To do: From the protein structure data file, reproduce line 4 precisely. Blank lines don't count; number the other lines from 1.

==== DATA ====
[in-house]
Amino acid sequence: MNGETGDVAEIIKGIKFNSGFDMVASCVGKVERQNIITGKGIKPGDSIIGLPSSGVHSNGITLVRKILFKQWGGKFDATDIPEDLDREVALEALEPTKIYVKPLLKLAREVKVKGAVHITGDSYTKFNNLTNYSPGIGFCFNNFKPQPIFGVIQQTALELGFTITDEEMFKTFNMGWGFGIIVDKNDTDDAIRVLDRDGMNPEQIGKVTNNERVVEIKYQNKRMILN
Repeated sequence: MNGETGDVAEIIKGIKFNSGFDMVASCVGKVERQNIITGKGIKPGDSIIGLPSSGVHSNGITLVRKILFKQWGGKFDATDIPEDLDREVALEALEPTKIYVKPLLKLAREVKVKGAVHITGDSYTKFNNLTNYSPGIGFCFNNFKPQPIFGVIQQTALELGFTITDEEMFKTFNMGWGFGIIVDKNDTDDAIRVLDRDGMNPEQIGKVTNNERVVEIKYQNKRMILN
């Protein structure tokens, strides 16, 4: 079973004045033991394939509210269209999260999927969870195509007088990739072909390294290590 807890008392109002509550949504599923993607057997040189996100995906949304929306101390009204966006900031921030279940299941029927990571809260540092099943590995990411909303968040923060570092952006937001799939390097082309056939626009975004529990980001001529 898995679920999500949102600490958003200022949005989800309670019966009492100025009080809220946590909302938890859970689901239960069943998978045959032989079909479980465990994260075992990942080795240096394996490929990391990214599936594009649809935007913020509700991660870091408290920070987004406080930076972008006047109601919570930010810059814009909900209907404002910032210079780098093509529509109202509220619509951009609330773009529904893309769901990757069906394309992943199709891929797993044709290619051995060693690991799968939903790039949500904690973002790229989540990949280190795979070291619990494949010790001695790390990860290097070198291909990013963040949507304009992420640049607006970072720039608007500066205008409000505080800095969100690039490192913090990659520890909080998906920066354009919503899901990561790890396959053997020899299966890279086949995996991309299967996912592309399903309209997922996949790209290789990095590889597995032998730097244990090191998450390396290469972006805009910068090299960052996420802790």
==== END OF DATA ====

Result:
């Protein structure tokens, strides 16, 4: 079973004045033991394939509210269209999260999927969870195509007088990739072909390294290590 807890008392109002509550949504599923993607057997040189996100995906949304929306101390009204966006900031921030279940299941029927990571809260540092099943590995990411909303968040923060570092952006937001799939390097082309056939626009975004529990980001001529 898995679920999500949102600490958003200022949005989800309670019966009492100025009080809220946590909302938890859970689901239960069943998978045959032989079909479980465990994260075992990942080795240096394996490929990391990214599936594009649809935007913020509700991660870091408290920070987004406080930076972008006047109601919570930010810059814009909900209907404002910032210079780098093509529509109202509220619509951009609330773009529904893309769901990757069906394309992943199709891929797993044709290619051995060693690991799968939903790039949500904690973002790229989540990949280190795979070291619990494949010790001695790390990860290097070198291909990013963040949507304009992420640049607006970072720039608007500066205008409000505080800095969100690039490192913090990659520890909080998906920066354009919503899901990561790890396959053997020899299966890279086949995996991309299967996912592309399903309209997922996949790209290789990095590889597995032998730097244990090191998450390396290469972006805009910068090299960052996420802790």